Five Questions: Dr. Gary Richter of Ultimate Pet Nutrition

Glenn Polyn//August 1, 2021//

Five Questions: Dr. Gary Richter of Ultimate Pet Nutrition

Glenn Polyn //August 1, 2021//

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When and why did you start Ultimate Pet Nutrition?

After I released my book in 2017, The Ultimate Pet Health Guide, I realized that I wanted to do more. I wanted to help as many people as possible keep their pets healthy and happy for as long as possible – that all starts with proper nutrition. So, we created Ultimate Pet Nutrition to make it easy for people to provide the best nutrition for their pets with a line of advanced, scientifically researched products made with only the highest quality ingredients. I wanted to ensure that these would be products I would feel good about giving to my own pets and recommending to my veterinary clients.


What are dangers of poor pet nutrition?

Nutrition is the foundation of health. Without good nutrition, good health is very difficult to achieve. That is true for humans, and it is true for our pets. I cannot stress enough how many animal diseases, including cancer, are a result of a body that has been functioning at suboptimal levels for years, and nutrition is a key component of that. What pets eat every day contributes to how efficiently they confront internal and external stresses, prevent disease, and ultimately maintain the “vehicle” they live in. I always tell my clients that it is important that they do not wait until their pets are sick to think about their nutrition. I am so passionate about getting this message out that I created the very first pet health special for public TV on PBS called, “The Ultimate Pet Health Guide,” where I talk about the importance of optimal pet nutrition in helping pets live a long, healthy life.


How would you describe the importance of preventative care on pet health?

Preventative care is crucial to pet health and longevity. Once an animal already has a disease or illness, it is obviously much harder to get them back to good health. Unfortunately, preventative care is often lacking in conventional Western veterinary medicine. Conventional medical care is great when it comes to dealing with trauma, surgery, infection, etc. But for pets with longer term chronic problems, treatment options are far more limited, and sometimes the long-term side effects are almost as bad as the condition we are treating. Many of the diseases of older pets are preventable conditions representing the cumulative effects of years of poor nutrition—metabolic diseases such as diabetes, arthritis and premature aging. That is why I take an integrative approach to veterinary care that focuses on prevention and proper nutrition.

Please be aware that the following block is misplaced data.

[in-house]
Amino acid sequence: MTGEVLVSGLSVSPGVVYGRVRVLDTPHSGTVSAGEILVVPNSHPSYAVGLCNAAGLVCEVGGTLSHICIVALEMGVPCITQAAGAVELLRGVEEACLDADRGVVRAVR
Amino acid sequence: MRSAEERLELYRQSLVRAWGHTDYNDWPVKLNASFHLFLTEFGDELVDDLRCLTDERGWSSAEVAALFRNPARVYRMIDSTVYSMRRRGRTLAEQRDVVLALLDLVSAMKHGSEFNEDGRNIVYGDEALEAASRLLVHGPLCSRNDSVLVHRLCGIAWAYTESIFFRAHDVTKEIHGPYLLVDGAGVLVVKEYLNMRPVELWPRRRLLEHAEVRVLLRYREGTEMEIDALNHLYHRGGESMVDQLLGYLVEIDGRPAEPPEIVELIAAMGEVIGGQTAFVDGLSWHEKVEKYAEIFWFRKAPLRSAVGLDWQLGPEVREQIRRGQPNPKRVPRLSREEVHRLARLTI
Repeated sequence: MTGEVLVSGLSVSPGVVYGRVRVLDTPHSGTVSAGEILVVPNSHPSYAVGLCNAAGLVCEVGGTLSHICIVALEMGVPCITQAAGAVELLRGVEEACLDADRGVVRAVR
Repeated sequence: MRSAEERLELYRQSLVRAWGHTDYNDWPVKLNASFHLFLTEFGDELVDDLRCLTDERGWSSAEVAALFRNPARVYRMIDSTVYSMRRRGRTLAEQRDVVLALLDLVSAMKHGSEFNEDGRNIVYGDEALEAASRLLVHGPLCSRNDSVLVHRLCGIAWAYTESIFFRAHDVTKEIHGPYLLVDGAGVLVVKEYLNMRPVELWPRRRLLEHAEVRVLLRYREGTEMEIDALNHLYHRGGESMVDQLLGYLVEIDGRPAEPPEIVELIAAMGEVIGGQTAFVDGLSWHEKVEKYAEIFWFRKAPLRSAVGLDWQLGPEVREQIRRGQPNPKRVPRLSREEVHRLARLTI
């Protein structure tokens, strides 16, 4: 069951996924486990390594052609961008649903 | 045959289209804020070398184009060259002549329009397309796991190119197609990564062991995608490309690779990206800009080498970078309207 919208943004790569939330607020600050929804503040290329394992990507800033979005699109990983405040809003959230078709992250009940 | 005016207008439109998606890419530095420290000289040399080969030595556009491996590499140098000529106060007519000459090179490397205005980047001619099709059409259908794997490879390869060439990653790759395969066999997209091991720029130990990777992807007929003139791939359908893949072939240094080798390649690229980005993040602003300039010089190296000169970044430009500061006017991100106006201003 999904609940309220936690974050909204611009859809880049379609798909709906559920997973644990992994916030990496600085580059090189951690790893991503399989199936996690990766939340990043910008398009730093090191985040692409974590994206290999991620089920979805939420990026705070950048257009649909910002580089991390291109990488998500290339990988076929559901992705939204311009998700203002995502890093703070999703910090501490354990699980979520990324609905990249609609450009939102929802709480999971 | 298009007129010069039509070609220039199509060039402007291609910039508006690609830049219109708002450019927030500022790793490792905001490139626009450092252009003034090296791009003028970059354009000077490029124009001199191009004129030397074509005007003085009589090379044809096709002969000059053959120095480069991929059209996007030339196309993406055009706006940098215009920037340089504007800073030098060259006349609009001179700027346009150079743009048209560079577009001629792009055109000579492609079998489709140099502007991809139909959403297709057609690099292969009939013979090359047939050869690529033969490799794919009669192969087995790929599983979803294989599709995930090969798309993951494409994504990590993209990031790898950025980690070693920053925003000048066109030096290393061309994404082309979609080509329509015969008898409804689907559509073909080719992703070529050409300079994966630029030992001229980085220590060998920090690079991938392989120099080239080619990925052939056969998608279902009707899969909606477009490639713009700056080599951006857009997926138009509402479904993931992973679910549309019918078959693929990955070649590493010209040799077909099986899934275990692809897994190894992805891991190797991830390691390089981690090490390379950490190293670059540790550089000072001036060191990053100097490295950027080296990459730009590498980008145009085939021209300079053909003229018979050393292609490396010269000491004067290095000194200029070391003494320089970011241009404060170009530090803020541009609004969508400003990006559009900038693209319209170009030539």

What do you consider to be an overlooked area of pet health?  

One of the largest and most overlooked problems I see today among pets is obesity. According to the Association for Pet Obesity Prevention in 2018, 59.5 percent of cats and 55.8 percent of dogs were classified as overweight or obese. I have had longtime clients tell me that they were chastised by strangers for not feeding their “skinny dog” enough, when their dogs are perfectly healthy – it’s just that people have become so accustomed to seeing overweight dogs, that a healthy animal now appears undernourished. Overweight pets suffer many of the same maladies as those seen in people; diabetes (mostly cats), arthritis, joint pain and various chronic inflammatory ailments are all connected to obesity. But the great news is that we can solve the obesity problem in pets much more easily than we can with people because we are in total control of our pet’s nutrition.


Does being a veterinarian change the way you look at your own companion animals?

The short answer is yes, I am always monitoring my own pets’ general health, probably more than most. Having my own pets also influences the way I practice veterinary medicine. One thing I often do when I am giving advice to clients is to ask myself, “If this were my pet, what would I do?” When it comes to modern medicine, just because you can do something does not necessarily mean that you should – such as keeping an animal alive at the end of their life when they no longer have a good quality of life. I am also always asking myself, “What can I do to improve the quality of my pets’ life?” So, when it comes to new animal technology, I think about whether it is something that I would use on my own pets. If the answer is yes, then I am willing to use it on my clients’ pets.


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